Ancient statues emerge from the shadows in blockbuster Rome show
By Crispian Balmer
ROM (Reuters) - After decades in a basement, some of the most beautiful sculptures of antiquity have been pulled out of the darkness and made public again in Rome.
Busts of Roman emperors, intricate sarcophagi, and an ancient Greek relief carved 2,500 years ago are just some of the 92 pieces on display in the city's Palazzo Caffarelli.
The marbles belong to the aristocratic Torlonia family and represent a fraction of their 620 sculptures that are believed to be the largest such private collection in the world.
"We could do seven, eight, 15 more exhibitions," said art historian Salvatore Settis, who was chosen by the family to curate the exhibition and had the difficult task of deciding which works should see the light of day.
Like many leading families in Rome, the Torlonias first exhibited their huge collection in a museum. After 101 years, they locked their doors in 1976 and tried to convert the building into private apartments.
"The reappearance of such a legendary collection is a very important event," said Settis. "When I first saw her it was very emotional because I knew most of these pieces from books, but I had never seen them."
The Torlonias, who built their fortune from papal treaties, gathered established collections, some of which date back to the 15th century, and built a collection of collections.
Among the pieces on display is a fountain basin carved in Ancient Greece, which was believed to have stood in Julius Caesar's garden when it was already considered ancient.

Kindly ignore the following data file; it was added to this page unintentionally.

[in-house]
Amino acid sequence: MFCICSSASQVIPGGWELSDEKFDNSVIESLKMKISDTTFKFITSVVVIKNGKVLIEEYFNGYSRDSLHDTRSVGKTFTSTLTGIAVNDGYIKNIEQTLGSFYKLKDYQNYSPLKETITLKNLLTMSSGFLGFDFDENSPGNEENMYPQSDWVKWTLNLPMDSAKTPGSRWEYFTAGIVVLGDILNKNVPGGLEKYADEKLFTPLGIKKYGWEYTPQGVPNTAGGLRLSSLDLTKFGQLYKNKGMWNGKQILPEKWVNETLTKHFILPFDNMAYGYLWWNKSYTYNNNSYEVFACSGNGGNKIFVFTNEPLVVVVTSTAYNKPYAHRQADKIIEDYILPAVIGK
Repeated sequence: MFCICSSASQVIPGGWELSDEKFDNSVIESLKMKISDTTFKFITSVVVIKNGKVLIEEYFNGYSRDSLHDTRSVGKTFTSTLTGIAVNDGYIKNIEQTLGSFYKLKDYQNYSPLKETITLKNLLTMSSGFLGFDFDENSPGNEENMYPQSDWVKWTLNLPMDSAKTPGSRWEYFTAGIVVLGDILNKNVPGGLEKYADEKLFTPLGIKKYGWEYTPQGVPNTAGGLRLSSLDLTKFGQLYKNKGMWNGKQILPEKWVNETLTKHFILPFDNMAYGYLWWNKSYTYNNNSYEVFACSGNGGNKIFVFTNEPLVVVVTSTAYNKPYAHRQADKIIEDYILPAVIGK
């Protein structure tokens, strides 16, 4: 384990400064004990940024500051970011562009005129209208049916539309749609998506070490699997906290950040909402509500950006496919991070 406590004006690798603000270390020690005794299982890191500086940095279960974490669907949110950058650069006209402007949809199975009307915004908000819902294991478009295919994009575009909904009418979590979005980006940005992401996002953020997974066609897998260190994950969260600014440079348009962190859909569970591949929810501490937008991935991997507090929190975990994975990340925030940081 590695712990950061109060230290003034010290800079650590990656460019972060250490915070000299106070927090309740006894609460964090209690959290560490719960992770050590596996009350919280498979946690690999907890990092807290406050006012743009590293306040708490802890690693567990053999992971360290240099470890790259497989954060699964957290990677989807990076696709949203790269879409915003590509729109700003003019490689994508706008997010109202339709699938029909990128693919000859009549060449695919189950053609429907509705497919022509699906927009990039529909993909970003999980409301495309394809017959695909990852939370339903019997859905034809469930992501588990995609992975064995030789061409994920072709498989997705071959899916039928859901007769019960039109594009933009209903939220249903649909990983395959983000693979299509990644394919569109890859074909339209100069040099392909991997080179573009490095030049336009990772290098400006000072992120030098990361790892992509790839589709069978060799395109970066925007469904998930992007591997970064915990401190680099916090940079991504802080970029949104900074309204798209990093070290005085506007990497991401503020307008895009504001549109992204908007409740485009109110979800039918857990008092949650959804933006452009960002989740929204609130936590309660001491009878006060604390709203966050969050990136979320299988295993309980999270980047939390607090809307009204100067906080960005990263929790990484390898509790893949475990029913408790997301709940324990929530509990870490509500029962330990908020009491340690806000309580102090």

Many of the works have been extensively restored over the years, including a goat statue whose body dates back to the first century AD, but whose head is believed to have been created by the famous 17th-century Italian sculptor Bernini.
Anna Maria Carruba helped prepare the statues for the exhibition.
“Many of these pieces were restored from as early as 1600. We didn't have to work on the structure of the statues, just on the surfaces, cleaning them, removing the dust that had built up over the years and the materials that were used in previous restorations were used. "She said.
The "Torlonia Marbles" show was supposed to open in April but has been pushed back due to the coronavirus. It runs in Rome until June 2021 and is expected to move to at least one other European country and the US before returning to Italy, where it will have a permanent home.
(Adaptation by Andrew Heavens)
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